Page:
Eco-Friendly boating – doing your part
Although summer is coming to an end, the weather is still cooperating for more fun on the water. Now is the time to be out on the water with family and friends, enjoying the sun, pristine coasts, and wildlife. Boats connect us to nature, but recreational boating isn’t always an environmentally friendly activity. Our marine ecosystem is precious and very delicate, but even small changes in how we approach boating can make a huge difference. Here are some ways that you can help:
Limit fuel spills for eco-friendly boating
The small fuel spills that come from recreational boating may seem insignificant, but collectively they have a horrifying impact – the U.S. Environmental Protection Agency (EPA) likens the effect on the environment to “death by 1000 cuts”. Taking eco-friendly boating steps to learn how to fuel a boat correctly and to limit any extra fuel from ending up in the water can go a long way to keep aquatic ecosystems healthy. You can take small actions such as filling your portable fuel tank on shore to avoid spilling any in the water, or use absorbent rags to mop up any extra fuel. Refrain from topping up your tank – fuel expands in the heat so leaving your tank 10% empty will prevent extra fuel from escaping, and don’t forget to close the vent on stored gas tanks. When managing the bilge, you can use an absorbent pad to prevent oil from being accidentally pumped overboard. And finally, experts estimate that a two-stroke engine can leave almost 30% of its fuel and oil in the water. Until you are able to move to a four-stroke engine, taking the time to properly maintain your current engine can help minimize this issue.
Maintaining your boat
Boat maintenance goes a long way to keeping waters clean and their inhabitants safe. Making sure that the bottom of your boat and other areas such as trailers and anchors are free of mud and dust before launching not only helps prevent boat deterioration, but also ensures that no unwelcome species are introduced to the water via your boat. Use non-toxic cleansers, or even vinegar and baking soda, and rinse with fresh water when possible. Ideally, you can just wash the topside (from the boot stripe up) of the boat only, but if a light cleaning is needed below, use a sponge to avoid scrubbing, which loosens noxious paint off of the bottom of the boat and into the water. And consider whether or not you really need anti-fouling paint, which can be toxic – you may be able to use hard paint with a wax coat instead. Place an oil absorbent pad in your bilge and under your engine where drips may occur.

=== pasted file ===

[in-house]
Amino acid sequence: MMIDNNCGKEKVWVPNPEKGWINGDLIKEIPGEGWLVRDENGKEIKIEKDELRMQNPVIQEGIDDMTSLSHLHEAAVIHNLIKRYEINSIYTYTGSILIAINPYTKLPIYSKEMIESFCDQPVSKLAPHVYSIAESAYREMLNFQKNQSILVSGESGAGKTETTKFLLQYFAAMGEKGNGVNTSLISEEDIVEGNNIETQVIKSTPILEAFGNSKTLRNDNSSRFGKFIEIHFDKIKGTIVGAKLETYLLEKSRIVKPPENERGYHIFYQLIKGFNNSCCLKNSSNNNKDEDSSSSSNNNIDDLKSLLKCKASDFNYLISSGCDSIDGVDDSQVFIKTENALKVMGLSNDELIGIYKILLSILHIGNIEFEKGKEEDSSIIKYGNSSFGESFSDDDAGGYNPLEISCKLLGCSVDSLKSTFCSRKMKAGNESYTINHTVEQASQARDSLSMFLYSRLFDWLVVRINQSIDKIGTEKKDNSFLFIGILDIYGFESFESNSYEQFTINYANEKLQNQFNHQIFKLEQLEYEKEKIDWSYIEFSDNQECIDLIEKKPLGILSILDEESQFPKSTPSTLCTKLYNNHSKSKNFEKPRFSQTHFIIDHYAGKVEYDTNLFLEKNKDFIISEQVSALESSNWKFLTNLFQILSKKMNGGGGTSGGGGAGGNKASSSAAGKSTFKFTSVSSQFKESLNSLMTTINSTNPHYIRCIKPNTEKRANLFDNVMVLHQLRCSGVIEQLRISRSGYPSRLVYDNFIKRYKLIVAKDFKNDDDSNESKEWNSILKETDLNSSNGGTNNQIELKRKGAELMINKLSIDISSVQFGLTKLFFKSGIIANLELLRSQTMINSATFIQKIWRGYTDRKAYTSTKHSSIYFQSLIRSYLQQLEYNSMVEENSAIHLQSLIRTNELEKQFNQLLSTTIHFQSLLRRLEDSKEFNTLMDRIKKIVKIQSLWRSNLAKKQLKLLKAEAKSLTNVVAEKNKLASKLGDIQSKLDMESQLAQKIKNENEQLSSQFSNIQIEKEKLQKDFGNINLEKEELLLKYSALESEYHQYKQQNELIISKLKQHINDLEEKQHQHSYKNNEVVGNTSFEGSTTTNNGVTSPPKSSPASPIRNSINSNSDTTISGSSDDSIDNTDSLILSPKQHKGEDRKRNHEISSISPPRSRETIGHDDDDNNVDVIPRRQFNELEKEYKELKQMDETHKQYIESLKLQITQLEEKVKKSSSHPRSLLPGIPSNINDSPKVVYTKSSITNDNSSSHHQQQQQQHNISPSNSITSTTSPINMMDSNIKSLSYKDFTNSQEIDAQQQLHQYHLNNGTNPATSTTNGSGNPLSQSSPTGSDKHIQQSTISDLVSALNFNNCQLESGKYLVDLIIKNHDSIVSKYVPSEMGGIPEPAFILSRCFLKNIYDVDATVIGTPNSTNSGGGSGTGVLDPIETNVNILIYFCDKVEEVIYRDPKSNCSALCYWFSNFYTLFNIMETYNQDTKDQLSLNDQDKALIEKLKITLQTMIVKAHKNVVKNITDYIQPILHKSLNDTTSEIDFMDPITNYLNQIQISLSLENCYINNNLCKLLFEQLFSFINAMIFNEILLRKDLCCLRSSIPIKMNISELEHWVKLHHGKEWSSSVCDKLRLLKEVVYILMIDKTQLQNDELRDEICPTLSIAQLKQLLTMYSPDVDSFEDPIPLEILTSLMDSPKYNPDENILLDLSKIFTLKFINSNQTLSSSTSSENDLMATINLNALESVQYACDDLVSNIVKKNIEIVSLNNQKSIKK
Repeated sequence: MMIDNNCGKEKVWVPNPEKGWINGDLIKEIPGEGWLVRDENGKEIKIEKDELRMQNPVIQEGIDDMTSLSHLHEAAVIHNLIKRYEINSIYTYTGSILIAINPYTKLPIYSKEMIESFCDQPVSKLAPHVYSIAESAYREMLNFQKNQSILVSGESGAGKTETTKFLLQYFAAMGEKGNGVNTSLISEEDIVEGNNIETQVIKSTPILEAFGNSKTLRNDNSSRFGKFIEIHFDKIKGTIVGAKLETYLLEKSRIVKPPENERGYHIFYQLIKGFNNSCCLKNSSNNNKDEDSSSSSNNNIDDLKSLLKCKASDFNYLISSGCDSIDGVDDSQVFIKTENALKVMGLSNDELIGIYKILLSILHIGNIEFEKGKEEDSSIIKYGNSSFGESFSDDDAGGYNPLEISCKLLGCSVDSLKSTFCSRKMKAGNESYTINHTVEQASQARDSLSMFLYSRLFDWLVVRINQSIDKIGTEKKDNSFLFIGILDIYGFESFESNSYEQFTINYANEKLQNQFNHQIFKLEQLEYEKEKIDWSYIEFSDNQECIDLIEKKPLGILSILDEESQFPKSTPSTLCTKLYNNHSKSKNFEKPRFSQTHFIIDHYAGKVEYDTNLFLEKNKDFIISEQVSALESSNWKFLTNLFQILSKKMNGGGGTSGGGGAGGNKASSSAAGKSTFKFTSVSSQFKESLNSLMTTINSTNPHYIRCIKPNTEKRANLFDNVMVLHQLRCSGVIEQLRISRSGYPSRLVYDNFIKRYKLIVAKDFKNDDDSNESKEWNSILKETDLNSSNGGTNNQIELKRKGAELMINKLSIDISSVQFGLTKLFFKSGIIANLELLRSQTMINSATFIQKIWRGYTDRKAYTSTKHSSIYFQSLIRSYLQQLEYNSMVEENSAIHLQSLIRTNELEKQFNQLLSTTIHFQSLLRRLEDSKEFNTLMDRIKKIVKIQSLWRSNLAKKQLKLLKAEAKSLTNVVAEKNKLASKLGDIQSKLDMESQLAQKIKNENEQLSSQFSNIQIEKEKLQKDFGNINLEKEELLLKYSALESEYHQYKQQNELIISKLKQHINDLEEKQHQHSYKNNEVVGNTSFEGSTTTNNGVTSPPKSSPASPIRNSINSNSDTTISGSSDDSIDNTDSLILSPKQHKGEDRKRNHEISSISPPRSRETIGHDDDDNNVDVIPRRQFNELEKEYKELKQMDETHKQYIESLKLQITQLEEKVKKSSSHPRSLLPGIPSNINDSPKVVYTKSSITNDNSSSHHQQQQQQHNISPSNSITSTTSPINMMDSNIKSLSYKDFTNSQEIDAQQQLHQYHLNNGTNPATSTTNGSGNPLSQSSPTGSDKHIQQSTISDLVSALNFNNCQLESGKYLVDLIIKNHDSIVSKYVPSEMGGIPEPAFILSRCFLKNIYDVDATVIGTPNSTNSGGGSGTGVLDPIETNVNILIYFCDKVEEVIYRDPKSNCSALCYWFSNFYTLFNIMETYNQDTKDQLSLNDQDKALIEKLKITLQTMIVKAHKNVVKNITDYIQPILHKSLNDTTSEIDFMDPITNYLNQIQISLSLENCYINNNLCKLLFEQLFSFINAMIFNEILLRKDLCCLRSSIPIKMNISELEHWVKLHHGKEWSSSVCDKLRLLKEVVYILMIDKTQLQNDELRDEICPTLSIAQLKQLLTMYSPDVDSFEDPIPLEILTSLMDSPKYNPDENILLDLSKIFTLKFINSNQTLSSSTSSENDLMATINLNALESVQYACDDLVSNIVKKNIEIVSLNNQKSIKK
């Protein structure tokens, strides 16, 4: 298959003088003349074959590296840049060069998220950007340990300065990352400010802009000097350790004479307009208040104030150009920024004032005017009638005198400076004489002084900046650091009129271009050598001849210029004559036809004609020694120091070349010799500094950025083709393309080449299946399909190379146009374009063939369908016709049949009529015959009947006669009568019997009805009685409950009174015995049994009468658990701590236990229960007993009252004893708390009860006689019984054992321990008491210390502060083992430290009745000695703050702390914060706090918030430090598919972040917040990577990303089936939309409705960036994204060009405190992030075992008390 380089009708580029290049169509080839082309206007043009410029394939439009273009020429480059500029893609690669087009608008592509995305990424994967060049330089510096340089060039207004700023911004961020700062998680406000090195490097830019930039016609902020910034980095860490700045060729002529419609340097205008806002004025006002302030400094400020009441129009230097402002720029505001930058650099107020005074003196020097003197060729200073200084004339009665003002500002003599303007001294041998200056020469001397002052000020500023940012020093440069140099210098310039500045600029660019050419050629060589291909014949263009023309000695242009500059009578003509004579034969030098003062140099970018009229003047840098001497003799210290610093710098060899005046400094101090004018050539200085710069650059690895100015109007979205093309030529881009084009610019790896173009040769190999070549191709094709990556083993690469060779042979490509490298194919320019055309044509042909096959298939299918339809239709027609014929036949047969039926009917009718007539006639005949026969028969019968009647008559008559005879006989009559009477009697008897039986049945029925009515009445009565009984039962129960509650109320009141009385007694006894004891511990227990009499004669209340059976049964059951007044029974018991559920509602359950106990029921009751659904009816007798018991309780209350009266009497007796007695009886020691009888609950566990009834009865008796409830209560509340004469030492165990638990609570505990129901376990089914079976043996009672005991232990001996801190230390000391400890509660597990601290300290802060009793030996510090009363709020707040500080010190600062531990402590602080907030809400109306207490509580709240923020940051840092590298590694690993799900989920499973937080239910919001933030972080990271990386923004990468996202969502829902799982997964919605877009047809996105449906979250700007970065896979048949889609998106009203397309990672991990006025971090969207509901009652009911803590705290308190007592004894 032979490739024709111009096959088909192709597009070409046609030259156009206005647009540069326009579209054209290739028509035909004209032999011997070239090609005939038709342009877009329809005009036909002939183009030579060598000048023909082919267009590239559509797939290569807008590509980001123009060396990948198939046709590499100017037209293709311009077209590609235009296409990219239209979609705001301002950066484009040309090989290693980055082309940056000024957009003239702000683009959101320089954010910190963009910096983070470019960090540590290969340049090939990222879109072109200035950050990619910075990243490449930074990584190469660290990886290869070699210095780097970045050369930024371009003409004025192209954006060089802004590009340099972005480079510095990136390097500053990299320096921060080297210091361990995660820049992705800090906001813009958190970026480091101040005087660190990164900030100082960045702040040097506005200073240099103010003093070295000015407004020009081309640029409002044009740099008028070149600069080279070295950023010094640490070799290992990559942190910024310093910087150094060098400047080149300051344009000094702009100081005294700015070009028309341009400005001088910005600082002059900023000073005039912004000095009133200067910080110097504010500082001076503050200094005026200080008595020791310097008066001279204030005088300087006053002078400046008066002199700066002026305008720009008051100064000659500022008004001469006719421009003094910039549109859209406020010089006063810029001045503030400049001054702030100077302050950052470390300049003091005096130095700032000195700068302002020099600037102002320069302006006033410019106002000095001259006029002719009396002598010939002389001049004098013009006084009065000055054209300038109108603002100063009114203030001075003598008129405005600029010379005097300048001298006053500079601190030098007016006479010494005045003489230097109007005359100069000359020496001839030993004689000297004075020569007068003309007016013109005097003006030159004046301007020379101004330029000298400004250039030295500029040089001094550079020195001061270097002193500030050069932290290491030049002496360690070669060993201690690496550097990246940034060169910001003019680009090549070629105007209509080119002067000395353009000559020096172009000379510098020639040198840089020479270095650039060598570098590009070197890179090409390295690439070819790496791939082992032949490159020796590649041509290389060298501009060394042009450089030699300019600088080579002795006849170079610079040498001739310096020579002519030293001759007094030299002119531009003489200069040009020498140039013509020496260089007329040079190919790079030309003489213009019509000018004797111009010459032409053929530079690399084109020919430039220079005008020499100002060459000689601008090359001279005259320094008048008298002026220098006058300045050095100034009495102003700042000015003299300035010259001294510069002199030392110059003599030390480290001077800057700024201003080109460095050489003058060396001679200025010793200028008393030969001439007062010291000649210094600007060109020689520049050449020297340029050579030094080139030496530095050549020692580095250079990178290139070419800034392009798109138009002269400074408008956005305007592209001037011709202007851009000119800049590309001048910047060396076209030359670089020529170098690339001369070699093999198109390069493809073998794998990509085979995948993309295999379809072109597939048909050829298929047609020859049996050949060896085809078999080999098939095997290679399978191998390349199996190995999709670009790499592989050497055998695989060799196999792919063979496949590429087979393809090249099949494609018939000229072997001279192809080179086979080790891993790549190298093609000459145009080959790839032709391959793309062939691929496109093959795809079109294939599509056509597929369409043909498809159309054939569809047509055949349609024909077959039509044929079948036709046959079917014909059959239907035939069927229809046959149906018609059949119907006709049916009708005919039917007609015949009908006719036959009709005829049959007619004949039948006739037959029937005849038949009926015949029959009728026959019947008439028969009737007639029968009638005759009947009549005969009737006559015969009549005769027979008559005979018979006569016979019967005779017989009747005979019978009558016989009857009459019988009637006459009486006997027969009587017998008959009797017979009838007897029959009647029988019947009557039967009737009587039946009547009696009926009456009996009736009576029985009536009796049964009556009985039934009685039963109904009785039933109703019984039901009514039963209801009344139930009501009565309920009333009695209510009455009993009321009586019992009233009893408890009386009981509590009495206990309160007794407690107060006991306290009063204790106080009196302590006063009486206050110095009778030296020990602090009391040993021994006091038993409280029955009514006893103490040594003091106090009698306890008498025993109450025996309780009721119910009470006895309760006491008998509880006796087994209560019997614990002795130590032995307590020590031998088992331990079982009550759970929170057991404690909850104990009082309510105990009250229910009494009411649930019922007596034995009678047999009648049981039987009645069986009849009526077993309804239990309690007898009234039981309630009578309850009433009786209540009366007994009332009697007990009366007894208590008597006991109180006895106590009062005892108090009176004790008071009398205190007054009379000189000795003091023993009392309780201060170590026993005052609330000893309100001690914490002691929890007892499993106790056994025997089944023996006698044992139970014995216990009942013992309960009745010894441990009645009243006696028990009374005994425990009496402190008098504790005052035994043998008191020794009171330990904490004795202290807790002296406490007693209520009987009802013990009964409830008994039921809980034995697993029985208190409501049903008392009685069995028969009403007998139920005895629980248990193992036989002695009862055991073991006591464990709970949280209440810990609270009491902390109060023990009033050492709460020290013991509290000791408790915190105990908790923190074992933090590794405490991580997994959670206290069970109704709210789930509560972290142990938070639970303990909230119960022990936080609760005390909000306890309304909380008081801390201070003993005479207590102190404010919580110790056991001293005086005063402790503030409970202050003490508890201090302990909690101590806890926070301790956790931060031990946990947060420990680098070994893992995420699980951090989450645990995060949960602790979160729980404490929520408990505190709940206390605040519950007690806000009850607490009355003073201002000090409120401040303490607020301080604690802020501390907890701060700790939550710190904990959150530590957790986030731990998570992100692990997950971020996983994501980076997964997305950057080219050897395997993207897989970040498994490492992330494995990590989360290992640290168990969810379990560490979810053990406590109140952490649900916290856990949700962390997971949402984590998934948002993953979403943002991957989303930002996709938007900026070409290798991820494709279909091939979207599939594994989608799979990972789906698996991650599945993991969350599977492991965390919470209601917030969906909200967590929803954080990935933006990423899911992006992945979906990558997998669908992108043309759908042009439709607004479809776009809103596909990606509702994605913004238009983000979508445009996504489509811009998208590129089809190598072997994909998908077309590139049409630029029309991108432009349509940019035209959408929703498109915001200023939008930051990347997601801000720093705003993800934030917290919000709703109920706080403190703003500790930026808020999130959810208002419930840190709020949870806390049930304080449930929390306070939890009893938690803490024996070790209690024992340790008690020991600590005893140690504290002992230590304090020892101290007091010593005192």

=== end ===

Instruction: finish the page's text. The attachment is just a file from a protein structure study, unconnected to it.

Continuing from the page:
Feel free to call the staff at Safe Harbour Insurance in order to get an idea of the costs of boat insurance. If you are looking to buy PWC or a boat with a maximum length 30′, maximum value $40K (boat/trailer), maximum speed 60 mph use our handy Express policy quote tool. For yachts and larger boats call our office at 1-877-731-1224.
Managing your onboard waste
Spending time on your boat means that there will be waste to dispose of at the end of the trip, no matter how short the excursion is. On this matter, the law is clear: it is illegal to dump untreated sewage anywhere within the Canadian or US three-mile territorial limit. In other protected waters, this limit is extended. Pumping out raw sewage is not an option, so ensuring that you have either a proper, installed toilet on your boat, or at least a portable “port-a-potty” is key, as is making good use of marinas and pump stations. These stations may also help you dispose of used bilge-pump pads, old fluids, oil, filters, batteries, and anything else that you can’t throw away when you are on the water.
Clean waterways for the future
What steps are you taking to minimize your impact on the environment when you are out on a boat? There are many choices that you can make. Recreational boating respectfully and responsibly can help keep our waters clean and healthy for future generations.